Mole Bean Plant Poisoning Average Cost

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What is Mole Bean Plant Poisoning?

The flowers of the mole bean plant are nondescript, having no petals. The seed capsules that follow are spined and colored bright red. The seeds and capsules contain the potent toxin “ricin”. Ricin is extremely dangerous and ingesting even a small amount may lead to death, especially in a small animal such as a cat. It has been said that ricin is 1,000 times more powerful than the venom of a cobra. The toxin inhibits protein synthesis in the body, inactivating ribosomes within the body which leads to the death of cells. The name of the mole bean plant stems from the fact that the seeds can be used as an effective rodenticide.

Ricinus communis or mole bean plant, as it is often called, is an annual herb that is cultivated throughout the world. Sometimes referred to as the castor bean plant, the oil found in the plant is used in the production of many things, and also has medicinal purposes. The plant itself is native to Ethiopia, where it can grow upwards of 40 feet high. When cultivated in the United States, mole bean plant generally does not exceed 10 feet. It is intolerant of both wet and cold climates, being grown as a summer annual in many gardens. The interesting shape of the plant make it a popular choice for gardeners, with its giant lobed leaves ranging from green to maroon in color.

Symptoms of Mole Bean Plant Poisoning in Cats

Most signs of poisoning will manifest in a delayed response, showing between four and 48 hours after ingestion. Due to the potency of the toxins in the plant, mole bean plant consumption should be treated as a medical emergency. All signs to watch for include:

  • Nausea
  • Vomiting
  • Diarrhea (often bloody)
  • Fever
  • Loss of appetite
  • Polydipsia (increased thirst)
  • Weakness
  • Trembling
  • Vision problems
  • Lack of coordination
  • Dyspnea (difficulty breathing)
  • Convulsions
  • Central nervous system depression
  • Coma

Causes of Mole Bean Plant Poisoning in Cats

Cats who are allowed outdoors during summer months may come into contact with mole bean plant growing in nearby gardens. While the seeds are by far the most toxic part of the plant, trimmings of leaves also pose a threat if eaten. Ingesting as little as one ounce of mole bean plant seeds can lead to death. The body can only absorb the toxins if the outer shell of the seed has been broken, meaning some instances of mole bean plant seed consumption will not produce negative effects in the cat.

Diagnosis of Mole Bean Plant Poisoning in Cats

If you suspect that your cat has eaten a portion of the mole bean plant, or if it has begun to display any of the symptoms listed above, rush it to the nearest veterinary clinic or animal hospital immediately. Treatment to stabilize the cat will likely begin before the diagnostic process. It may be wise to bring the cat's full medical history to assist in the care of the animal. You may be asked if you allow your cat outdoors. The time of year and overall climate will be considered when determining the cause of symptoms.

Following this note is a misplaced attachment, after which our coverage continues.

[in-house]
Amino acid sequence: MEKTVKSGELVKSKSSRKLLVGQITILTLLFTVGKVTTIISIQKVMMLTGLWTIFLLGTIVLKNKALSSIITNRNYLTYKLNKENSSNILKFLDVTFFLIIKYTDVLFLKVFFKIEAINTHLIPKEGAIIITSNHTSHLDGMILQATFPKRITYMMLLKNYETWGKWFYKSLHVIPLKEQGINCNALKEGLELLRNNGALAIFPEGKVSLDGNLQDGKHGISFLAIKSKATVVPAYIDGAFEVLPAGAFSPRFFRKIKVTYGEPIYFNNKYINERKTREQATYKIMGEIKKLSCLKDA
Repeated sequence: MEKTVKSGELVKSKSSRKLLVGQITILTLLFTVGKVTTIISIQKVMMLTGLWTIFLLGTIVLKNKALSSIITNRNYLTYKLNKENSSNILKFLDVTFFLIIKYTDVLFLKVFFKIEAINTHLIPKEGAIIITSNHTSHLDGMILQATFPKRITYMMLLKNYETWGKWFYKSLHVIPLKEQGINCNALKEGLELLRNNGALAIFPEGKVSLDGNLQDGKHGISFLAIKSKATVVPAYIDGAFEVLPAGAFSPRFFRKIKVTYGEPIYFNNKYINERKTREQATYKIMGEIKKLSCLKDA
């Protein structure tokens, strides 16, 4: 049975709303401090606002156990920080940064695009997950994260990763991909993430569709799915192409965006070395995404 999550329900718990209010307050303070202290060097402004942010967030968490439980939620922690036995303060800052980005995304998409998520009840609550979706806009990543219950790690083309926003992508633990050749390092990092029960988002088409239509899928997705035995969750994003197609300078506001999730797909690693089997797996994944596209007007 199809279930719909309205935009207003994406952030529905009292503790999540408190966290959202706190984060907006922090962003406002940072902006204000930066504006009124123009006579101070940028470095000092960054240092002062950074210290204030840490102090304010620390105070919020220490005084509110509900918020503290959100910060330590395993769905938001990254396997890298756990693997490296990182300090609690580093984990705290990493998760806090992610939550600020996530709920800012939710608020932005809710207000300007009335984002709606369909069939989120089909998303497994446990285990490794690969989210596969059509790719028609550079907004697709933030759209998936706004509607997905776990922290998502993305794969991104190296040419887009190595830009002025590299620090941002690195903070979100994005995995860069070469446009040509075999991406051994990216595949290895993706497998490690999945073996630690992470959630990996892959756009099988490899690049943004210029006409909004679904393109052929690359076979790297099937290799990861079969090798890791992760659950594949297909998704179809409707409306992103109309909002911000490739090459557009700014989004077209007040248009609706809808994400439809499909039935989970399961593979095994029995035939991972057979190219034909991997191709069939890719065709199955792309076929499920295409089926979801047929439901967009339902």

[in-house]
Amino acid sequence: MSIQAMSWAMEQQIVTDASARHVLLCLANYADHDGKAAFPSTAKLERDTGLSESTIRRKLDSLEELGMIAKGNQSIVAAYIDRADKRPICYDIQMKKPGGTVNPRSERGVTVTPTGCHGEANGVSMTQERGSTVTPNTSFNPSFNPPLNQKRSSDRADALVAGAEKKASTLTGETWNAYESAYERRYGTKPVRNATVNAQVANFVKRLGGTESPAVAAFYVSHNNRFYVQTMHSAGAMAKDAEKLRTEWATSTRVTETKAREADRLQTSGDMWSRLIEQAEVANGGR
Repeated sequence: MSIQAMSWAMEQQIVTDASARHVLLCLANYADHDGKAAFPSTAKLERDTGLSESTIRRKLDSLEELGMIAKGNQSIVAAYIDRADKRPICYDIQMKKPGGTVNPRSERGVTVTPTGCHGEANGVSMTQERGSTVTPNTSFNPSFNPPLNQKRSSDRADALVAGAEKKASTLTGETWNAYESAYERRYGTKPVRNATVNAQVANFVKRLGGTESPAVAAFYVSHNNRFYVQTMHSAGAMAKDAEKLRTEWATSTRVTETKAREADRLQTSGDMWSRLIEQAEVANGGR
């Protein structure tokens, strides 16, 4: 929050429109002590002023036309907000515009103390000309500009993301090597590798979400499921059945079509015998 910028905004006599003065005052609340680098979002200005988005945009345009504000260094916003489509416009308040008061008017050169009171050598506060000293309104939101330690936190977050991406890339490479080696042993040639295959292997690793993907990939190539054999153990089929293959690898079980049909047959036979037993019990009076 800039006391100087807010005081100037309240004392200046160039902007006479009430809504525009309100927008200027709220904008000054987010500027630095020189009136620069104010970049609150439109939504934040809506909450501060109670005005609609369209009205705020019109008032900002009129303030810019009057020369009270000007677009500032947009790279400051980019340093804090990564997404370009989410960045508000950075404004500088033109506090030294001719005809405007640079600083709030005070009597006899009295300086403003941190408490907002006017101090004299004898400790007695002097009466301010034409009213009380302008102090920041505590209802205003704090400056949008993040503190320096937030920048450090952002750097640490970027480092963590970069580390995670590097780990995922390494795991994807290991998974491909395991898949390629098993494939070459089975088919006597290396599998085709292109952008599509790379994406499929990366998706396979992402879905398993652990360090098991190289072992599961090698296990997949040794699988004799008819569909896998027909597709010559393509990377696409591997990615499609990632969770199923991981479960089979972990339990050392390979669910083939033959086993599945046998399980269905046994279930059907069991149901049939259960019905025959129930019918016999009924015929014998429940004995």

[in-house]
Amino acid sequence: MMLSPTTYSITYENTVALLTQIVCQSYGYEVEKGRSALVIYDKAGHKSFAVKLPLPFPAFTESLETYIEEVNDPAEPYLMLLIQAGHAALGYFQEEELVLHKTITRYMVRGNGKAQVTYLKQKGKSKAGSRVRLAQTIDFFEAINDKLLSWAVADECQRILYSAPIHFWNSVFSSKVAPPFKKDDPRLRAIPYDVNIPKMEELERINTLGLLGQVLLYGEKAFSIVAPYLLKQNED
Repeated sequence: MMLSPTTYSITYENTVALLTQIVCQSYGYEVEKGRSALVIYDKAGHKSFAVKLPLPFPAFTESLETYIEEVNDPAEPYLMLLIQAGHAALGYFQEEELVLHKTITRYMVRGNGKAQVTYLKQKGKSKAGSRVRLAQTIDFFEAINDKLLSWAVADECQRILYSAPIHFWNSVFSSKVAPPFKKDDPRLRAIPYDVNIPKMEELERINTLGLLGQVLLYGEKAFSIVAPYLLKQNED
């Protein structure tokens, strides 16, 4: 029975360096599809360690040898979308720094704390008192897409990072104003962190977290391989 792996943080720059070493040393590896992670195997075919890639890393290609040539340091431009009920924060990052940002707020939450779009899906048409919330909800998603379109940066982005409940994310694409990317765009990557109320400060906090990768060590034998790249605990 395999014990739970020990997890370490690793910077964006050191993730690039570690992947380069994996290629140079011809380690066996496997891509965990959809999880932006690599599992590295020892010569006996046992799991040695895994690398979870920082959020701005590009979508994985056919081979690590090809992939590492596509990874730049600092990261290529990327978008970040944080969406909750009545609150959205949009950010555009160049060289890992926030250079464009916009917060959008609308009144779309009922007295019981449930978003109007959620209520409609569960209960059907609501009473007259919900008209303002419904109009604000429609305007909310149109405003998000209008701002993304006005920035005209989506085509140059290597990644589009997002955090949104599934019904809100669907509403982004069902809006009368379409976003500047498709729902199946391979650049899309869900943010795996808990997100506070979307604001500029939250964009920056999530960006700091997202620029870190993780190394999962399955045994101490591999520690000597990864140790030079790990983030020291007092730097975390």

The veterinarian will then perform a complete physical examination of the cat, measuring all vital functions. Both a neurological and ophthalmological examination may be needed to evaluate how much damage has been done, as ricin can cause lesions in both optical and nervous areas. Blood will be taken from the cat for routine testing to monitor levels of cells and minerals in the bloodstream. A complete blood count and a biochemical profile are used for this, revealing if the cat has become anemic. Urinalysis may also be needed to see if kidney damage has occurred.

Treatment of Mole Bean Plant Poisoning in Cats

There is no specific antidote for mole bean plant poisoning, so treatment will revolve around lessening the symptoms that have developed and stabilizing the cat's condition. Everything possible should be done to reduce the level of toxins that have accumulated in the body.

Fluid Therapy 

Dehydration poses a real danger to cats who have eaten mole bean plant. In addition to the gastrointestinal response caused by the toxins, the oil in the seeds and pods produces a laxative effect. Intravenous fluids and electrolyte supplementation may be needed to counteract the loss of fluids from excessive vomiting or diarrhea.

Activated Charcoal 

Giving this to the cat can help to absorb all of the toxins in the digestive system and contain them within the charcoal so that they may exit the body without being digested.

Supportive Care 

To stabilize breathing, oxygen supplementation may be used along with artificial respiration. The cat should be kept comfortable and calm in this situation.

Recovery of Mole Bean Plant Poisoning in Cats

The overall prognosis for a cat who has been poisoned by mole bean plant consumption will depend greatly on how much of the plant material was ingested and how soon treatment was started thereafter. If either cardiovascular shock or paralysis of the respiratory center occur, death is likely. Recovery is possible in some instances, although lasting organ damage may exist if the episode was severe. 

If you live in areas where mole bean plants may be grown, either in gardens or as crops, it may be best to keep your cat indoors to prevent contact with these highly toxic plants. It should be noted that due the difficulty of absorbing toxins through the protective shell on the seeds, a low number of fatalities exist from mole bean plant poisoning.